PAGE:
First off... I want to apologize for the crappy photos of these ukiyo-e - Japanese woodblock prints. They are framed in glass within acid-free archival paper borders, and in order to avoid flashback or my own reflection dominating, I had to take this at an obscene angle... obviously, I am not a professional photographer.
These three ukiyo-e are a triptych... a trio or art that when joined for one larger image.
Above... this is indeed a print. But, it was printed in and around 1840 and was purchased by myself at T. Takemoto, a dealer in antique and modern fine art and curios, a shop in Nikko-shi, Tochigi-ken, Japan in 1992. I paid ¥25,000 (Cdn/US $300) back then, as part of a deal because I was buying a few other pieces of art at the same time.
The original art was painted by Toyokuni III (1786-1864), and was then made into a print via the ukiyo-e format on cherry wood.
Subject matter is: The Story of Genji, and depicts Genji (lower ukiyo-e) sitting in a boat with his wife in the fancy headdress (middle image) and three of her retinue, as they float gently down a moon-lit river.
Size: Each panel is approximately: 9-inches wide, 13.75-inches tall. Again... sealed under glass.
Further background information for your entertainment:
Toyokuni was with the name Sumida Shogoro IX in the Honjo district of Edo (the former name of Tokyo), though he was also known as Sumida Shozo. After gaining admittance into the Utagawa school of art, and under the guidance of headmaster Toyokuni I, Sumida was re-named Kunisada (the 'Kuni' came from 'Toyo-kuni').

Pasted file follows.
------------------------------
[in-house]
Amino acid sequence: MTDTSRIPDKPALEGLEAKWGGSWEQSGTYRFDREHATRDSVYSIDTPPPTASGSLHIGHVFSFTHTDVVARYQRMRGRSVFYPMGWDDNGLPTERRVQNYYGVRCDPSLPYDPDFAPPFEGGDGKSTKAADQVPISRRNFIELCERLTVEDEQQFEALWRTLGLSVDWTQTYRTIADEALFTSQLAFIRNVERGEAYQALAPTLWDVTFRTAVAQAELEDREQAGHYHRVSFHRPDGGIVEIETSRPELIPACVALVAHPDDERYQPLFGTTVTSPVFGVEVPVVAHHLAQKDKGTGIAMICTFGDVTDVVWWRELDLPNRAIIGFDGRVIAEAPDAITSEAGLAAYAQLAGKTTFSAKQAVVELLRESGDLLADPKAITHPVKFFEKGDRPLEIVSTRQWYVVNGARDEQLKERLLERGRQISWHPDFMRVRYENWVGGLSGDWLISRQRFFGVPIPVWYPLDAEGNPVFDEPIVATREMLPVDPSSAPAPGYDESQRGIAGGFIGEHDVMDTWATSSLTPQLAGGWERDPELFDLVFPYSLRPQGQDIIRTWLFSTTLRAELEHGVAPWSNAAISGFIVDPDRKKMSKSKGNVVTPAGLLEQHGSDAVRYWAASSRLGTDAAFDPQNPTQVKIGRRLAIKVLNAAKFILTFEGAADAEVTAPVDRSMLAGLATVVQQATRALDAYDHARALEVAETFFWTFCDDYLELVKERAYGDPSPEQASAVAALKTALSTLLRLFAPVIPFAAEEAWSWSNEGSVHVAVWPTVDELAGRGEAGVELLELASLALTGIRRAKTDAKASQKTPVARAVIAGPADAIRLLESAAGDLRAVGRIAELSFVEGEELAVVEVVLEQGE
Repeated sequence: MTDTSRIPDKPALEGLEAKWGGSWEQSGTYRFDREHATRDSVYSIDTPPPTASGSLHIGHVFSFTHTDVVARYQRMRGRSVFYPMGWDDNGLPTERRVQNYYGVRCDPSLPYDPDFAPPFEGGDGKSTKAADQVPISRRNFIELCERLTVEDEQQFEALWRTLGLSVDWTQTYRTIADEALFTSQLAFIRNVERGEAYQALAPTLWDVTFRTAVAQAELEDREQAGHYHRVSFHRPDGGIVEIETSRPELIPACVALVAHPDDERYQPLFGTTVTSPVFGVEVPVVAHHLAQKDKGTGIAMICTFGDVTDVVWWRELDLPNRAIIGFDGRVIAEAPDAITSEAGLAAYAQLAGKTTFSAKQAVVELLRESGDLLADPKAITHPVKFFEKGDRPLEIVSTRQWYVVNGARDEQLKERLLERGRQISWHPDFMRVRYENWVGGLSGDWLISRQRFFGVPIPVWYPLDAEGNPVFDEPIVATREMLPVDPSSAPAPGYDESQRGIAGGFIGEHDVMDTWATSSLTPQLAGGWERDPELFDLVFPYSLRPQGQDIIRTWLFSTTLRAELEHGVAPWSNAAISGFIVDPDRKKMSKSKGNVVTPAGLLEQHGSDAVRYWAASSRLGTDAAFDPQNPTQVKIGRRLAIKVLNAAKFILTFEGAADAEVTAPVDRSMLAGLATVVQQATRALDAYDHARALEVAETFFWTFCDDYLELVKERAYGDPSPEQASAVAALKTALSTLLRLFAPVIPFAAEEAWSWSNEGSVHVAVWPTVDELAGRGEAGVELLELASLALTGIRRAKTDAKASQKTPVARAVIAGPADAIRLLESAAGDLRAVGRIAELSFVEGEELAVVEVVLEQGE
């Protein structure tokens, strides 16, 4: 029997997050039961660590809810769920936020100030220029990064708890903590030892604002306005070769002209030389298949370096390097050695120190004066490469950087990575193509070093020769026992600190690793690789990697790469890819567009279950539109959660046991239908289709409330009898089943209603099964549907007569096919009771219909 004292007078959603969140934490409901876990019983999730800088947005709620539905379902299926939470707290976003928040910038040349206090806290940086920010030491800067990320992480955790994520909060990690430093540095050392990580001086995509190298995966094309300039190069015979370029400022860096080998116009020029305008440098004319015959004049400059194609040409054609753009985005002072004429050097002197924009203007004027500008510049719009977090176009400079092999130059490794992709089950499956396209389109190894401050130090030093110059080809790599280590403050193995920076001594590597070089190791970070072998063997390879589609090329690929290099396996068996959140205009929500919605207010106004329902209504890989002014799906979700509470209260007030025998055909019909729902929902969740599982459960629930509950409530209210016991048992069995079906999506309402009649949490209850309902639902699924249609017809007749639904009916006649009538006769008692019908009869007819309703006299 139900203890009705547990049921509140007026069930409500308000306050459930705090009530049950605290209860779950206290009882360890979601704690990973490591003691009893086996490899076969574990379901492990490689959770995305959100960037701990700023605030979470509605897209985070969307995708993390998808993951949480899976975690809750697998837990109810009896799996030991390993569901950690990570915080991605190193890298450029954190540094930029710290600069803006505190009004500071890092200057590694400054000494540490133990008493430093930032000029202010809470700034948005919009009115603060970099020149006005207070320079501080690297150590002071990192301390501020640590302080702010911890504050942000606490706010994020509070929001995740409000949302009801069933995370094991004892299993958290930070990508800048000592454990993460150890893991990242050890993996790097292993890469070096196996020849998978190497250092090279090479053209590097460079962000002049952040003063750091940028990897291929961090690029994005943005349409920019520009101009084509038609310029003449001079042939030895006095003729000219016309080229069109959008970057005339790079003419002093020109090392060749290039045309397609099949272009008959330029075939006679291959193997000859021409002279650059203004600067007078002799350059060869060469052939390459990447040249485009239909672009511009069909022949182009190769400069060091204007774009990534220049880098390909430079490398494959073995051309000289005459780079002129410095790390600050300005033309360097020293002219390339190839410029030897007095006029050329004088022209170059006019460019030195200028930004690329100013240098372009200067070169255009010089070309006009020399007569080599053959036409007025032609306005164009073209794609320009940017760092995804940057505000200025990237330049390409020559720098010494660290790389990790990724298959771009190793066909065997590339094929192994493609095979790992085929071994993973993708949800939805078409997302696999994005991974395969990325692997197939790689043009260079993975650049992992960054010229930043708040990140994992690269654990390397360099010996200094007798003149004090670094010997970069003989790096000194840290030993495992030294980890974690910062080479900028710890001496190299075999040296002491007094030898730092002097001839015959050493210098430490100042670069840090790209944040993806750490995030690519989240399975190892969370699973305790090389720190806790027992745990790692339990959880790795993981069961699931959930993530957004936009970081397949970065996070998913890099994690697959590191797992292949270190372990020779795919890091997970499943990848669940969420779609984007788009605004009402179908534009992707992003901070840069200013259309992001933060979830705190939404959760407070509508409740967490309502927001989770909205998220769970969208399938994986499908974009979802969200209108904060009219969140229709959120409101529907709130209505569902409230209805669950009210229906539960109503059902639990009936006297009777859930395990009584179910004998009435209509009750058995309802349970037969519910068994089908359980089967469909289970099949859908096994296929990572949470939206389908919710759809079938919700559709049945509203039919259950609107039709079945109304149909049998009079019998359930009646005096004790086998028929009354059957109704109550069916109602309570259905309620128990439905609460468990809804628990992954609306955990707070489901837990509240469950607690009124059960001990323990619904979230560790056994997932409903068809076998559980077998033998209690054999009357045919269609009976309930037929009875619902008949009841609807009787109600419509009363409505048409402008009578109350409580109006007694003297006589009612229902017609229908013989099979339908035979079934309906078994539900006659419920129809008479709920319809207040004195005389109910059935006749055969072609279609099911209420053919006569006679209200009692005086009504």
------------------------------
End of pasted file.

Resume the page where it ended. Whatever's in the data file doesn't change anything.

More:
According to art historians, Kunisada / Toyokuni III was the most prolific, popular and financially sucessful ukiyo-e designer and artist of the 19th century. During his life, his reputation exceeded such artists as Hokusai, Hiroshige and Kuniyoshi.
In fact, at the end of the Edo-jidai (1600-1868), the top three ukiyo-e artists were: Hiroshige, Kuniyoshi and Kunisada (Toyokuni III).
But, to show you just how much art popularity is purely subjective, all three of these artists were considered as hacks - inferior artists - by the American and European collector back in the late 19th and early 20th century.
While Hiroshige got his due in the 1930s,a nd Kuniyoshi his in the 1970s, my main man Kunisada did not get any love until the early 1990s coincidentaly when I started buying his artwork, which I did because:
- I liked it;
- It was far more affordable than the uber-popular Hokusai or Hiroshige ukiyo-e pieces.
By the way... if you take a look at the people in the artwork above, take a closer look at the colors... you'll that nowhere will you see a deep red or a purple - two colors that only made their way into ukiyo-e prints after 1868 (that is according to the owner of Takamoto's). You can see examples of that purple (and a deep red that also made a late appearance) in a link to much better images of my ukiyo-e collection: HERE. If you see deep purple and deep red in your ukiyo-e, it was printed after 1868.
I still have a few more ukiyo-e I haven't photographed yet... At least the collection I am directing you to was copied professionally on a large enough scanner. The one I have at home will not capture these large images.
Anyhow... since I could not find copies of these ukiyo-e on-line - and I did a pretty good search, I figured, what the heck.. let's at least get it out there for posterity... and others can at least see what I stare at on a near-daily basis.